The pandemic has caused a 30% increase in flash drive prices and eight-week shipping delays
Online storage platform StorONE says flash drive pricing has increased by 30%, and buyers are seeing eight-week delays so far in 2021.
This is partly due to the worldwide pandemic, with shutdowns of manufacturing facilities. And although limited production has resumed, StorONE says the current supply is quickly being stockpiled by large technology companies. Depleted inventories, long waits, and production challenges are likely to cause prolonged shortages, and drive vendors expect the high price of flash drives to continue throughout next year, especially because of bitcoin mining and Chia farming.
“We expect the all-flash array segment to dramatically change in the near future due to shortages and price increases, and users need to be prepared for an ongoing crisis,” says StorONE CEO and co-founder, Gal Naor.
“All-flash arrays (AFA) and other enterprise flash solutions will be very costly, and customers need to manage their purchasing carefully. With flash media inventories depleted and the cost of drives increasing rapidly, enterprises have been forced to pivot to meet their need for capacity and performance”
StorONE recommends rethinking AFA, giving the following reasons:
Users should look for drive flexibility in systems that support all drive types, NVME, SSD, and HD, and tier data to the proper media for its access and performance requirements. Storage arrays should be able to use different types of drives, density, and performance specs in the same pool.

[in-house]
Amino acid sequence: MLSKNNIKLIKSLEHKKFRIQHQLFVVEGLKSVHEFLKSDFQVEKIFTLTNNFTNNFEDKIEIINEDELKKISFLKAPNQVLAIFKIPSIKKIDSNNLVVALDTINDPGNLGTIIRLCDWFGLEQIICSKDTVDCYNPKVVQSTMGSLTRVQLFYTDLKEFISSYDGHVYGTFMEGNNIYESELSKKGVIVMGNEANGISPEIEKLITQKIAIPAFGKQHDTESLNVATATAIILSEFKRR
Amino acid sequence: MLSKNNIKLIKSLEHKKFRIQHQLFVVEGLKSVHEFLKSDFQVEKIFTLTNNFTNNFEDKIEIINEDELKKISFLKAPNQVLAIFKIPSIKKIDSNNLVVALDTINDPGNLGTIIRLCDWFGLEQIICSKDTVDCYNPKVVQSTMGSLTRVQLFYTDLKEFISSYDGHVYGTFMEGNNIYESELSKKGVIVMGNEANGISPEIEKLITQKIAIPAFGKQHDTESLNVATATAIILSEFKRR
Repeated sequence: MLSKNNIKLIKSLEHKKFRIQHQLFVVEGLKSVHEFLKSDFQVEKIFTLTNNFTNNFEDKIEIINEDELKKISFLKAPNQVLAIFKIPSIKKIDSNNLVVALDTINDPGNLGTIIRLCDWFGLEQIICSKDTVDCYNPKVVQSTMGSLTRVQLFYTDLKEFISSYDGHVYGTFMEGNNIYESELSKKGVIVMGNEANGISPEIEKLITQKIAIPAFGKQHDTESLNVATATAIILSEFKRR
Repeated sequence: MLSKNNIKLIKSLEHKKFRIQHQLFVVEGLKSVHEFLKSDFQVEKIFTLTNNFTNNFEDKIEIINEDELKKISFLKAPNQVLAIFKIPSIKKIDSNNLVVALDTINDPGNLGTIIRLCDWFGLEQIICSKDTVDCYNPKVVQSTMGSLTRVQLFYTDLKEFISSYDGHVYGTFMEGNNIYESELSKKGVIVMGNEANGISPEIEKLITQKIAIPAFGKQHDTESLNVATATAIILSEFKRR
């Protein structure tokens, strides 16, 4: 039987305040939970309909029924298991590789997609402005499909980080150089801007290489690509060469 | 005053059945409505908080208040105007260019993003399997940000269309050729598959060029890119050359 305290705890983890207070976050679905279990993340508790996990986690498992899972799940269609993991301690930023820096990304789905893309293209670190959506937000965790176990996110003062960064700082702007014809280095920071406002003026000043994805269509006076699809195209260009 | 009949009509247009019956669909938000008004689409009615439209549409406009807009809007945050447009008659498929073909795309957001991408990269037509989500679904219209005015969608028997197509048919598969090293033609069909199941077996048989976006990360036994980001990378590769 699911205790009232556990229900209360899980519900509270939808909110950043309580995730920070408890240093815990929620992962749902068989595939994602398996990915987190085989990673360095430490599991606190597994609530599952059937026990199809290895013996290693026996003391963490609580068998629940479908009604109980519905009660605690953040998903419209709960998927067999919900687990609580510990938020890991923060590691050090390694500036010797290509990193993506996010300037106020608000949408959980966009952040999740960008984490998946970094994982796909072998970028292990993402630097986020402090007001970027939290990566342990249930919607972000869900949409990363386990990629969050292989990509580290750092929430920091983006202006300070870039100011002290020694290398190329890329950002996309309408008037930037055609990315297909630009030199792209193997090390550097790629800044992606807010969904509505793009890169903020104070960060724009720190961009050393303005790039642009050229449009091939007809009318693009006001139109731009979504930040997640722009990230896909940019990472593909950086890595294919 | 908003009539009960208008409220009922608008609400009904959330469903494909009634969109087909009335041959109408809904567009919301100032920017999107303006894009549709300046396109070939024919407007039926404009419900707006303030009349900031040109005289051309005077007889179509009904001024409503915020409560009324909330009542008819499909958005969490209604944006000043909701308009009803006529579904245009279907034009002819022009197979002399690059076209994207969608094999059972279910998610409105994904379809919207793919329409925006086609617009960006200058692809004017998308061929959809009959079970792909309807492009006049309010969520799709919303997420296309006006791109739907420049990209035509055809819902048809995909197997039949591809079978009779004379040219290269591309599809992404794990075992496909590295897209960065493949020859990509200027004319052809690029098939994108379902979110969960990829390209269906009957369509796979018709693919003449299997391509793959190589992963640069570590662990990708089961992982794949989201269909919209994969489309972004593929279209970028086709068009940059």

Inefficiency in how data is written and distributed across individual drives leads to poor utilisation and forces buyers to over provision. Noar says it’s important to ensure the storage array can get the maximum IOPS, throughput, and capacity of the media investment, so you pay only for the resources needed today and can add drives as requirements grow and/or prices fall.
“This is especially critical with the high price per terabyte,” says Naor.
“Fewer drives will reduce the overall cost and ease future maintenance.”
Naor says users shouldn’t compromise on data protection to cut costs, “It's a short-term solution at best, and if you have a heavy investment in media, you want to budget appropriately to ensure high data protection per volume,” he says.
According to StorONE, newer auto-tiering technology is even more critical when media is in short supply. Users can start small, with any capacity per tier, and increase the relevant tier when needed. Data can also be automatically tiered to less expensive resources like HDD or cloud as it ages.
“With such a high price per terabyte, there’s no way to justify purchasing total capacity in advance,” says Naor.
“Buy it when prices go back to normal, and in the meantime, use tiering to conserve the flash capacity you have.”
Naor says users should choose a storage system that allows multiple protocols to access the same flash drives and is independent of any particular hardware vendor, custom storage controller, or custom flash media designs. Buying and provisioning separate systems for different use cases is unrealistic given the high costs.
“Companies can survive the current crisis by using a storage platform that delivers optimal performance from as few SSDs as possible, rather than relying on all-flash arrays,” says Naor.
“Staying open and flexible, implementing new storage management tools, and being able to use any commodity flash that’s available will help everyone weather the storm.”